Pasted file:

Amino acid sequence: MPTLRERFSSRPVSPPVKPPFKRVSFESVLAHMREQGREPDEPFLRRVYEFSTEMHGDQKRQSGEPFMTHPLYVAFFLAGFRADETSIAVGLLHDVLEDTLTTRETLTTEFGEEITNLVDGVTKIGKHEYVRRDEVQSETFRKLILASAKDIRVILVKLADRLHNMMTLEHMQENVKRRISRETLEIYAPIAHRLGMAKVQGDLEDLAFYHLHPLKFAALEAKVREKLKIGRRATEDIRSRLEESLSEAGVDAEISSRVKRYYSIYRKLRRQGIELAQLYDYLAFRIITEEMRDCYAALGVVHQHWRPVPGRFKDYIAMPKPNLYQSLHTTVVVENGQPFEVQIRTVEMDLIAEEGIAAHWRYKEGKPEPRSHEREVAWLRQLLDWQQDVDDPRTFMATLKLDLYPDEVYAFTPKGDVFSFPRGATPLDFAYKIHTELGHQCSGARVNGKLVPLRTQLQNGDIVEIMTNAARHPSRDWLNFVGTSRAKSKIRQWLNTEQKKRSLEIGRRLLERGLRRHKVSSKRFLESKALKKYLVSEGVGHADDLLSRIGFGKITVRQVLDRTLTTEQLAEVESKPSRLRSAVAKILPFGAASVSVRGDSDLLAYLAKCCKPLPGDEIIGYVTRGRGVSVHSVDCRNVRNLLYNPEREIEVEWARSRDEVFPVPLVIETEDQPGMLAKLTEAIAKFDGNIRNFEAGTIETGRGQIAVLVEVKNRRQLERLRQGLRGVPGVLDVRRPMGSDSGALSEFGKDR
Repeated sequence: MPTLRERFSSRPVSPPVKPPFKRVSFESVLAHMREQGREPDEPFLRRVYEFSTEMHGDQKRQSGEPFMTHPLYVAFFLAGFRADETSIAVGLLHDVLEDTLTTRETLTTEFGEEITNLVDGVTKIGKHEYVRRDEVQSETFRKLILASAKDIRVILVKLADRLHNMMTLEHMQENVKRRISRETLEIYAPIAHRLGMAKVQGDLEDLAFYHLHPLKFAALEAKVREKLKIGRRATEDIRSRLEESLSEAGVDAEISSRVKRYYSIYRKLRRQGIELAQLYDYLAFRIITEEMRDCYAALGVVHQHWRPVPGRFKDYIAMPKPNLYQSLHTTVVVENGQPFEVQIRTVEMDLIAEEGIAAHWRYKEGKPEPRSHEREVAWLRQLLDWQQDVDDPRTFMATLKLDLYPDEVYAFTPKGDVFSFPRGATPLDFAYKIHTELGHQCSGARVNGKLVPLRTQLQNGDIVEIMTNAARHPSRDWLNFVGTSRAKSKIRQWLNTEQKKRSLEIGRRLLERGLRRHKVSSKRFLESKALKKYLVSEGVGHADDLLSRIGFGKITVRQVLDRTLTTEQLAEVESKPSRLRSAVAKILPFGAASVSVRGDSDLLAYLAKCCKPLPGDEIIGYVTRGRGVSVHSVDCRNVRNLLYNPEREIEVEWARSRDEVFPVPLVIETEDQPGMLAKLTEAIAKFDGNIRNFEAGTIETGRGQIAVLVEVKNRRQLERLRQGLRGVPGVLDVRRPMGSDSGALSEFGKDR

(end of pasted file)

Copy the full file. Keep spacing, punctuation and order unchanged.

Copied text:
Amino acid sequence: MPTLRERFSSRPVSPPVKPPFKRVSFESVLAHMREQGREPDEPFLRRVYEFSTEMHGDQKRQSGEPFMTHPLYVAFFLAGFRADETSIAVGLLHDVLEDTLTTRETLTTEFGEEITNLVDGVTKIGKHEYVRRDEVQSETFRKLILASAKDIRVILVKLADRLHNMMTLEHMQENVKRRISRETLEIYAPIAHRLGMAKVQGDLEDLAFYHLHPLKFAALEAKVREKLKIGRRATEDIRSRLEESLSEAGVDAEISSRVKRYYSIYRKLRRQGIELAQLYDYLAFRIITEEMRDCYAALGVVHQHWRPVPGRFKDYIAMPKPNLYQSLHTTVVVENGQPFEVQIRTVEMDLIAEEGIAAHWRYKEGKPEPRSHEREVAWLRQLLDWQQDVDDPRTFMATLKLDLYPDEVYAFTPKGDVFSFPRGATPLDFAYKIHTELGHQCSGARVNGKLVPLRTQLQNGDIVEIMTNAARHPSRDWLNFVGTSRAKSKIRQWLNTEQKKRSLEIGRRLLERGLRRHKVSSKRFLESKALKKYLVSEGVGHADDLLSRIGFGKITVRQVLDRTLTTEQLAEVESKPSRLRSAVAKILPFGAASVSVRGDSDLLAYLAKCCKPLPGDEIIGYVTRGRGVSVHSVDCRNVRNLLYNPEREIEVEWARSRDEVFPVPLVIETEDQPGMLAKLTEAIAKFDGNIRNFEAGTIETGRGQIAVLVEVKNRRQLERLRQGLRGVPGVLDVRRPMGSDSGALSEFGKDR
Repeated sequence: MPTLRERFSSRPVSPPVKPPFKRVSFESVLAHMREQGREPDEPFLRRVYEFSTEMHGDQKRQSGEPFMTHPLYVAFFLAGFRADETSIAVGLLHDVLEDTLTTRETLTTEFGEEITNLVDGVTKIGKHEYVRRDEVQSETFRKLILASAKDIRVILVKLADRLHNMMTLEHMQENVKRRISRETLEIYAPIAHRLGMAKVQGDLEDLAFYHLHPLKFAALEAKVREKLKIGRRATEDIRSRLEESLSEAGVDAEISSRVKRYYSIYRKLRRQGIELAQLYDYLAFRIITEEMRDCYAALGVVHQHWRPVPGRFKDYIAMPKPNLYQSLHTTVVVENGQPFEVQIRTVEMDLIAEEGIAAHWRYKEGKPEPRSHEREVAWLRQLLDWQQDVDDPRTFMATLKLDLYPDEVYAFTPKGDVFSFPRGATPLDFAYKIHTELGHQCSGARVNGKLVPLRTQLQNGDIVEIMTNAARHPSRDWLNFVGTSRAKSKIRQWLNTEQKKRSLEIGRRLLERGLRRHKVSSKRFLESKALKKYLVSEGVGHADDLLSRIGFGKITVRQVLDRTLTTEQLAEVESKPSRLRSAVAKILPFGAASVSVRGDSDLLAYLAKCCKPLPGDEIIGYVTRGRGVSVHSVDCRNVRNLLYNPEREIEVEWARSRDEVFPVPLVIETEDQPGMLAKLTEAIAKFDGNIRNFEAGTIETGRGQIAVLVEVKNRRQLERLRQGLRGVPGVLDVRRPMGSDSGALSEFGKDR